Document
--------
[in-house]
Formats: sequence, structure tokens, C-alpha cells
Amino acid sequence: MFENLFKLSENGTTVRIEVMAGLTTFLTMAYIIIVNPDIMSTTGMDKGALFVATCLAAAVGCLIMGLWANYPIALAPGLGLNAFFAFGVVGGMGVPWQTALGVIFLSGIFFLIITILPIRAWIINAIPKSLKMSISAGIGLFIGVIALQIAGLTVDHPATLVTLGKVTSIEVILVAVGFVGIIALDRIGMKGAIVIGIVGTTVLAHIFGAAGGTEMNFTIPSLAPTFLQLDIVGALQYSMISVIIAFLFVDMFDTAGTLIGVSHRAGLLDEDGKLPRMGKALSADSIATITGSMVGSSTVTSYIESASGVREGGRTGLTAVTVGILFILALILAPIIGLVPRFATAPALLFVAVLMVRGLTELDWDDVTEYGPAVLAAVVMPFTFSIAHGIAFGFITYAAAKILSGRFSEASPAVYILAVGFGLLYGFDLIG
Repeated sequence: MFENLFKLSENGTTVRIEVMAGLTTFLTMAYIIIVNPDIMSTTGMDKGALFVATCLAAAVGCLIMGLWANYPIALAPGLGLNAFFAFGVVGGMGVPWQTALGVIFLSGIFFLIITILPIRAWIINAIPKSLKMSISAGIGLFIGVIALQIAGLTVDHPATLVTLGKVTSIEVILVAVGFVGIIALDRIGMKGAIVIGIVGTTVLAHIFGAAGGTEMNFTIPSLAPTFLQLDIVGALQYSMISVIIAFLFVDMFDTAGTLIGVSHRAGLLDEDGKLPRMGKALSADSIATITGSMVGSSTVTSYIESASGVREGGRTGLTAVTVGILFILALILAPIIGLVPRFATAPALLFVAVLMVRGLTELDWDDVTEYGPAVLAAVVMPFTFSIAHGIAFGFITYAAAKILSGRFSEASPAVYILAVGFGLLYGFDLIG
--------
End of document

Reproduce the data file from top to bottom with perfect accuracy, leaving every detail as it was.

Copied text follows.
[in-house]
Formats: sequence, structure tokens, C-alpha cells
Amino acid sequence: MFENLFKLSENGTTVRIEVMAGLTTFLTMAYIIIVNPDIMSTTGMDKGALFVATCLAAAVGCLIMGLWANYPIALAPGLGLNAFFAFGVVGGMGVPWQTALGVIFLSGIFFLIITILPIRAWIINAIPKSLKMSISAGIGLFIGVIALQIAGLTVDHPATLVTLGKVTSIEVILVAVGFVGIIALDRIGMKGAIVIGIVGTTVLAHIFGAAGGTEMNFTIPSLAPTFLQLDIVGALQYSMISVIIAFLFVDMFDTAGTLIGVSHRAGLLDEDGKLPRMGKALSADSIATITGSMVGSSTVTSYIESASGVREGGRTGLTAVTVGILFILALILAPIIGLVPRFATAPALLFVAVLMVRGLTELDWDDVTEYGPAVLAAVVMPFTFSIAHGIAFGFITYAAAKILSGRFSEASPAVYILAVGFGLLYGFDLIG
Repeated sequence: MFENLFKLSENGTTVRIEVMAGLTTFLTMAYIIIVNPDIMSTTGMDKGALFVATCLAAAVGCLIMGLWANYPIALAPGLGLNAFFAFGVVGGMGVPWQTALGVIFLSGIFFLIITILPIRAWIINAIPKSLKMSISAGIGLFIGVIALQIAGLTVDHPATLVTLGKVTSIEVILVAVGFVGIIALDRIGMKGAIVIGIVGTTVLAHIFGAAGGTEMNFTIPSLAPTFLQLDIVGALQYSMISVIIAFLFVDMFDTAGTLIGVSHRAGLLDEDGKLPRMGKALSADSIATITGSMVGSSTVTSYIESASGVREGGRTGLTAVTVGILFILALILAPIIGLVPRFATAPALLFVAVLMVRGLTELDWDDVTEYGPAVLAAVVMPFTFSIAHGIAFGFITYAAAKILSGRFSEASPAVYILAVGFGLLYGFDLIG